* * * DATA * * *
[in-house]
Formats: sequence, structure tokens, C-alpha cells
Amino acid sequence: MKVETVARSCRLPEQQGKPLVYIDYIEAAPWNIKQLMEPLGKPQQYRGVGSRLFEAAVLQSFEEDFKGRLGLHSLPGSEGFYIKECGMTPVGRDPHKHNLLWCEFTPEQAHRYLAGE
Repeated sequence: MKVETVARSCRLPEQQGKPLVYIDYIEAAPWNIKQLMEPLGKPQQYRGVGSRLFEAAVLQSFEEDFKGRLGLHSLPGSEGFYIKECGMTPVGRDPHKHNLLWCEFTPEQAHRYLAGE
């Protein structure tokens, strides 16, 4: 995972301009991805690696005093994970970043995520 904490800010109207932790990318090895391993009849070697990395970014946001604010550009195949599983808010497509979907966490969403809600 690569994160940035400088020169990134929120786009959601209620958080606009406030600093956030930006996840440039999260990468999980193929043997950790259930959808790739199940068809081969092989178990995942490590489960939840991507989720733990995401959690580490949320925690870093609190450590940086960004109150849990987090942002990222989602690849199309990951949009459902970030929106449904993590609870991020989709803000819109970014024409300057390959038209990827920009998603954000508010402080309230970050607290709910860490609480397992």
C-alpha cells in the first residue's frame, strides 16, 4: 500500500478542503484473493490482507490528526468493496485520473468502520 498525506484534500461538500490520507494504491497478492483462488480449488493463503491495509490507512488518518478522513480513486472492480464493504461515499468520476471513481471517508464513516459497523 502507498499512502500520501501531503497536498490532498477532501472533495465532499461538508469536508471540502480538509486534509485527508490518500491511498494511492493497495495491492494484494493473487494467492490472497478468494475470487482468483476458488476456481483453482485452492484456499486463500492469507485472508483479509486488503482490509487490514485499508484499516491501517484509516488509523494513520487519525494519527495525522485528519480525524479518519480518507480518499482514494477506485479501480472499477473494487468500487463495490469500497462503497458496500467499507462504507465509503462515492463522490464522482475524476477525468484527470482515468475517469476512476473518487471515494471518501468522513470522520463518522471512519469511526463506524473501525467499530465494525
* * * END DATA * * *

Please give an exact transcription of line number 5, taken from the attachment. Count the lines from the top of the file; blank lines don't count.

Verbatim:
């Protein structure tokens, strides 16, 4: 995972301009991805690696005093994970970043995520 904490800010109207932790990318090895391993009849070697990395970014946001604010550009195949599983808010497509979907966490969403809600 690569994160940035400088020169990134929120786009959601209620958080606009406030600093956030930006996840440039999260990468999980193929043997950790259930959808790739199940068809081969092989178990995942490590489960939840991507989720733990995401959690580490949320925690870093609190450590940086960004109150849990987090942002990222989602690849199309990951949009459902970030929106449904993590609870991020989709803000819109970014024409300057390959038209990827920009998603954000508010402080309230970050607290709910860490609480397992």